An unhedged retailer can face huge losses if prices spike at times of high demand or low supply. Retailers supply homes and businesses with electricity at an agreed price and have to meet that price regardless of spot market price rises and falls.

A generator faces the risk of receiving little or no revenue when spot prices are down. Typically, generators will hedge most of their capacity which will allow them to generate enough power to cover the contract. It is not in a generator’s business interests to have units offline for an extended period.

According to the Productivity Commission[ii], retailers have followed several different strategies, ranging from attempting to fully hedge their position to holding a minimal hedging position and this will often reflect their risk management strategies.

There are a number of derivatives or financial contracts that can be used to hedge but the main contracts are swaps and caps (although there are other contracting choices).  

A swap involves both parties entering into a hedging contract which sets the price they will pay for electricity in advance.

These contracts are relatively simple to arrange and involve only the retailer and generator. Under this arrangement, the generator makes a payment to the retailer if the price is high, and the retailer makes a payment to the generator if the price is low. All electricity must be sold through the NEM control pool, however, the two parties settle in cash once the electricity purchase has taken place.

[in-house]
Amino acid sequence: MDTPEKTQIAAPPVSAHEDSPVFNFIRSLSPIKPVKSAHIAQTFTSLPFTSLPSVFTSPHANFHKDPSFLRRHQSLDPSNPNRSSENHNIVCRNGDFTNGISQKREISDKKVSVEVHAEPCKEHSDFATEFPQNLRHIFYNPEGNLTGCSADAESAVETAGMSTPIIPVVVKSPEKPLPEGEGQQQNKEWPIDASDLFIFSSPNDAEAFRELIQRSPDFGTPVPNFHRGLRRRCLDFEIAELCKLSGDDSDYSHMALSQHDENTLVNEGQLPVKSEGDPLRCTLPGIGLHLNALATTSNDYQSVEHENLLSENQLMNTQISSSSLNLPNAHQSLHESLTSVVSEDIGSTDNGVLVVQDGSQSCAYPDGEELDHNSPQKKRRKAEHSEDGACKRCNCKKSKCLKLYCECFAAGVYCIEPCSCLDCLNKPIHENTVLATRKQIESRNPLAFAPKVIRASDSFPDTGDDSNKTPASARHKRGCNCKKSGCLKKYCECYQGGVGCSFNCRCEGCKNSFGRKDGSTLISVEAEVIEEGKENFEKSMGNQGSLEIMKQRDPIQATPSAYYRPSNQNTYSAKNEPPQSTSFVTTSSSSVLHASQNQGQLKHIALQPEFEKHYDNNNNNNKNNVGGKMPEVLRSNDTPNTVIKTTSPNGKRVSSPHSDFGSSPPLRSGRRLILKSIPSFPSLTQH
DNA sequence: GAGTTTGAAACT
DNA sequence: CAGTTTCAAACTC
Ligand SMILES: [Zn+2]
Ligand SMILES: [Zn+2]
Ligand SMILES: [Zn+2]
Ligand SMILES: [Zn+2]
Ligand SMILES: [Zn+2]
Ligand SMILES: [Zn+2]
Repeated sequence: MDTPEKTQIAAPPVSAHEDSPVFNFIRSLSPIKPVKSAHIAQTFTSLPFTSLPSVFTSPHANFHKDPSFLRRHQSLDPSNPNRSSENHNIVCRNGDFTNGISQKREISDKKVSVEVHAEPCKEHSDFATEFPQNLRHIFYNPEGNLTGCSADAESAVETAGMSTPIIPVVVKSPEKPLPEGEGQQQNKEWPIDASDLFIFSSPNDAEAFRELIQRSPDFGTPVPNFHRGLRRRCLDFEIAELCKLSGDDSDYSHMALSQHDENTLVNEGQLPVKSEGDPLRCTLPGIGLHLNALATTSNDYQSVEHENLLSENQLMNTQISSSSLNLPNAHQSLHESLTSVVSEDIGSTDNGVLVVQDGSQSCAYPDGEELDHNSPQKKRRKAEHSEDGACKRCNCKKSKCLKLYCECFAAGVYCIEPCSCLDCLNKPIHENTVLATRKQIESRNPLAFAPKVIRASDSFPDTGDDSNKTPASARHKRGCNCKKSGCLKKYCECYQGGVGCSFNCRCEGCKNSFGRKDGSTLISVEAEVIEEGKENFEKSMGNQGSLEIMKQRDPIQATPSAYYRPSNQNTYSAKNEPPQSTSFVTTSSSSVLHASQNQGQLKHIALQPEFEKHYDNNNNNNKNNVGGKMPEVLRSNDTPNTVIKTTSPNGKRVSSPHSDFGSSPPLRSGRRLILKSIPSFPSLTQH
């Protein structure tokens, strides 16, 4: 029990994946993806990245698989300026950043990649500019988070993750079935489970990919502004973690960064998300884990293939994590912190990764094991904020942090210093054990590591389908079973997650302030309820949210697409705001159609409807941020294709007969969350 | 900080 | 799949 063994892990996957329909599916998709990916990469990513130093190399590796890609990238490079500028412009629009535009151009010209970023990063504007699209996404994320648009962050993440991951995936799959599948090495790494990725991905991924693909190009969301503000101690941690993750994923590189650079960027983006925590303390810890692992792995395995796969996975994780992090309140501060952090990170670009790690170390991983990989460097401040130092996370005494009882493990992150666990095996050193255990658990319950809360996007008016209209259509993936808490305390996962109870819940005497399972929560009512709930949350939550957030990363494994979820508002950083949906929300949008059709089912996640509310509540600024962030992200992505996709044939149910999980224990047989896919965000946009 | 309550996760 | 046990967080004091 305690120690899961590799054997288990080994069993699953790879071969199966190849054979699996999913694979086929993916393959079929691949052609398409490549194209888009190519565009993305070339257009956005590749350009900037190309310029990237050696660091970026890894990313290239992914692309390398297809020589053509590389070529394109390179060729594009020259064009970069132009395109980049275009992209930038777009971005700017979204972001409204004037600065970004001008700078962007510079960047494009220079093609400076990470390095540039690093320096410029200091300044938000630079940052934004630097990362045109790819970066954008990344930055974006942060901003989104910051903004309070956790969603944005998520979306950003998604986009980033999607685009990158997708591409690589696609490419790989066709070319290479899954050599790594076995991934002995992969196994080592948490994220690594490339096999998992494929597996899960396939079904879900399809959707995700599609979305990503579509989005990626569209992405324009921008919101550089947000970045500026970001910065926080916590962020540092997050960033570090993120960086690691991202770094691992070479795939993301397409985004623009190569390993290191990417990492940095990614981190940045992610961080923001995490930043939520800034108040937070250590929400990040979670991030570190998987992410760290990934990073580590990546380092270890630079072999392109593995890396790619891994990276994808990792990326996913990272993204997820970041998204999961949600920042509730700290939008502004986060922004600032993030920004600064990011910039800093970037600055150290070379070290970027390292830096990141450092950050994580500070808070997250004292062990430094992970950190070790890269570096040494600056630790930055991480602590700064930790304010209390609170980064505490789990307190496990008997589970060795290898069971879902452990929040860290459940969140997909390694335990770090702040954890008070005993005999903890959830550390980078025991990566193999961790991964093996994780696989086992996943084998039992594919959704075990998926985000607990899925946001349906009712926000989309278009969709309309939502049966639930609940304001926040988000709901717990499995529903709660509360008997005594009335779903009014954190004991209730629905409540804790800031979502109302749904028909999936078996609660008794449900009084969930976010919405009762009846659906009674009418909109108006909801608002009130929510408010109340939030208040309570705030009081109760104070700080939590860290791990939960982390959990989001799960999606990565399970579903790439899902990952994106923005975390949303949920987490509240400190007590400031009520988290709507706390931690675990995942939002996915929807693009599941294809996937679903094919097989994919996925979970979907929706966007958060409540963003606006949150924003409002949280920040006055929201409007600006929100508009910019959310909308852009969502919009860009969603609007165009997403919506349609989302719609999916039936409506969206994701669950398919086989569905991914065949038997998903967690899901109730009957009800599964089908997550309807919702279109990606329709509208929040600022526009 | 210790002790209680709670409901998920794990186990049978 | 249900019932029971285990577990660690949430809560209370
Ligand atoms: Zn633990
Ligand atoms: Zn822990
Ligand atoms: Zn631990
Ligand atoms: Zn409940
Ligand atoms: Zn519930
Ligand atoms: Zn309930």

A cap is a hedging contract that gives the holder the option to buy a given amount of electricity at an agreed price. A peaking cap is similar to a flat cap but can only be called on during peak hours.

Smoothing of prices is the basis of the hedging contracts, so if the spot price is high, the generator agrees to pay the retailer, and if the spot price is low, the retailer will pay the generator (below is a simplified illustration of this[iii].


Retail Gas